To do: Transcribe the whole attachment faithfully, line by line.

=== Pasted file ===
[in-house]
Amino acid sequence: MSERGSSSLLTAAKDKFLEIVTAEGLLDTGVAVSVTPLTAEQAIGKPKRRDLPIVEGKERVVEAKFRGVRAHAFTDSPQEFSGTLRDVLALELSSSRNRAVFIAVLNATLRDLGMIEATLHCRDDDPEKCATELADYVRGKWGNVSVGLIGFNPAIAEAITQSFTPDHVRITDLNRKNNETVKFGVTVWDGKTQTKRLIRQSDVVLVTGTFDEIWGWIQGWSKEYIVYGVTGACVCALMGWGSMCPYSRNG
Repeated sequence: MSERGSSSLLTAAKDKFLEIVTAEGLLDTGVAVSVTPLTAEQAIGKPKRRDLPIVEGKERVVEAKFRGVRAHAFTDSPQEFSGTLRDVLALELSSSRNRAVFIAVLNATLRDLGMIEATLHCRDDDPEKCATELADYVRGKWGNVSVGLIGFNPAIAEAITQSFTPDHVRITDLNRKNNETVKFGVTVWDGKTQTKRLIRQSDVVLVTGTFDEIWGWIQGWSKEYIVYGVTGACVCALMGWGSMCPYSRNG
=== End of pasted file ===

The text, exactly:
[in-house]
Amino acid sequence: MSERGSSSLLTAAKDKFLEIVTAEGLLDTGVAVSVTPLTAEQAIGKPKRRDLPIVEGKERVVEAKFRGVRAHAFTDSPQEFSGTLRDVLALELSSSRNRAVFIAVLNATLRDLGMIEATLHCRDDDPEKCATELADYVRGKWGNVSVGLIGFNPAIAEAITQSFTPDHVRITDLNRKNNETVKFGVTVWDGKTQTKRLIRQSDVVLVTGTFDEIWGWIQGWSKEYIVYGVTGACVCALMGWGSMCPYSRNG
Repeated sequence: MSERGSSSLLTAAKDKFLEIVTAEGLLDTGVAVSVTPLTAEQAIGKPKRRDLPIVEGKERVVEAKFRGVRAHAFTDSPQEFSGTLRDVLALELSSSRNRAVFIAVLNATLRDLGMIEATLHCRDDDPEKCATELADYVRGKWGNVSVGLIGFNPAIAEAITQSFTPDHVRITDLNRKNNETVKFGVTVWDGKTQTKRLIRQSDVVLVTGTFDEIWGWIQGWSKEYIVYGVTGACVCALMGWGSMCPYSRNG